The marketplace gives consumers access to more than 300 products created using a 3-D printer.
No gaps here. When it comes to retail-friendly design, Gap is a “nearly perfect site” says Duif Calvin at IXL. “A lot of sites may be easy to use, but are not necessarily easy to buy from.” Yet for many shoppers, Gap.com makes it all too easy to part with their money.
With links to BabyGap.com and GapKids.com, the site harnesses the power of three brands and goes to great lengths to showcase apparel-a tricky online category. Shoppers can rotate items, zoom in on details, view different combinations of tops and bottoms and compare styles of jeans and khakis by overlaying images.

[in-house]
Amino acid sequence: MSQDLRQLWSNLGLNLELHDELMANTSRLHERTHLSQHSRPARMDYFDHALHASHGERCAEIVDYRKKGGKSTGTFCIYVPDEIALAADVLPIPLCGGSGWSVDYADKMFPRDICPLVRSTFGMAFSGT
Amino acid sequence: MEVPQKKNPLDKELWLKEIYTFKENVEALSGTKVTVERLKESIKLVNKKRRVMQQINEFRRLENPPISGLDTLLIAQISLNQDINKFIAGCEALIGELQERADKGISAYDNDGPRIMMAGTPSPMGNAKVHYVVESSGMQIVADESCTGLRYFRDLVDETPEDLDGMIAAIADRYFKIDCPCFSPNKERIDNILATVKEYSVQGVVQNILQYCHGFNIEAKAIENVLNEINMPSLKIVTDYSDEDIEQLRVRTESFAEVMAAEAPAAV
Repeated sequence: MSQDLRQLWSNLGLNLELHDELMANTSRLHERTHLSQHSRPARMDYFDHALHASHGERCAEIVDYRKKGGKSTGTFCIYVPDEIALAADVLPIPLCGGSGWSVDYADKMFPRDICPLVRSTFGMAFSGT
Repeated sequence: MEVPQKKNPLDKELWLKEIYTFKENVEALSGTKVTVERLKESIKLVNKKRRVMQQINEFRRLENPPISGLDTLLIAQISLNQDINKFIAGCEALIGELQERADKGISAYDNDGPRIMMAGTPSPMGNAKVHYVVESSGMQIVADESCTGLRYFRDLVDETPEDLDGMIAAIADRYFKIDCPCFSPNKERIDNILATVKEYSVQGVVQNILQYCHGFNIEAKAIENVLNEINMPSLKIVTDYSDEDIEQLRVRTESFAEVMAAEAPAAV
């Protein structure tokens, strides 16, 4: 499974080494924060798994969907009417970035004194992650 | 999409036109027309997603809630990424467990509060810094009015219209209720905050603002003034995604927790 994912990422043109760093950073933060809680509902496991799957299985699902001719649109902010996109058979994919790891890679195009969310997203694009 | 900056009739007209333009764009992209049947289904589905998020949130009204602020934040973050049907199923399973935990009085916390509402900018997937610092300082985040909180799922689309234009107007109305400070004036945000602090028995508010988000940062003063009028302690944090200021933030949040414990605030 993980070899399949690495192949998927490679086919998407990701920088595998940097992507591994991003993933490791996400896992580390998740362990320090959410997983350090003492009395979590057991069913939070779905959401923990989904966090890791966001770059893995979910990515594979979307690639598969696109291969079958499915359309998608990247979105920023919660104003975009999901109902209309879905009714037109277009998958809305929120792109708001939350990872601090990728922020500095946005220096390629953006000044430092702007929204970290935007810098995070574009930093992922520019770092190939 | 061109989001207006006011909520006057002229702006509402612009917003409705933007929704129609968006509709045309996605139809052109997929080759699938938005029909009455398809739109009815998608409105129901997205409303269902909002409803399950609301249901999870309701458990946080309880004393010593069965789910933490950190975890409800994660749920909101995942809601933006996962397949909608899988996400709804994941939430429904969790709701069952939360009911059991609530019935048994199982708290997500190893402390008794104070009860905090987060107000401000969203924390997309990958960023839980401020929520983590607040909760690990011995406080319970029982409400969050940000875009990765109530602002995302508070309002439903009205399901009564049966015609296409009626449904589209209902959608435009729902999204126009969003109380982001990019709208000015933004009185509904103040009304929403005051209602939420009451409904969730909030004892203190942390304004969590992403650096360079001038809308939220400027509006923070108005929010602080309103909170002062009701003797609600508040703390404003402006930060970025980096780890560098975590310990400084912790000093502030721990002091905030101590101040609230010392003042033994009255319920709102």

What’s more, navigation is uncomplicated. “As the transaction unfolds, you’re presented with logical choices along the way-that sounds simple but it’s not apparent on every site,” points out Matt Stamski, senior analyst at Gomez Advisors.
Just as Gap refreshens merchandise and presentation in its bricks-and-mortar stores, the Web site is constantly updated. “Every time you go there, it looks different,” says Tracy Toepfer, senior art director at Fry Multimedia in Ann Arbor, Mich.
Gap also wins kudos for turning its Web site into an extension of its physical stores, coordinating selling across channels. Don’t like those boot-leg jeans? Online customers who don’t want to fuss with shipping returns can head to their Gap store. More multi channel retailers are doing that now, but Gap.com has allowed it from the very beginning.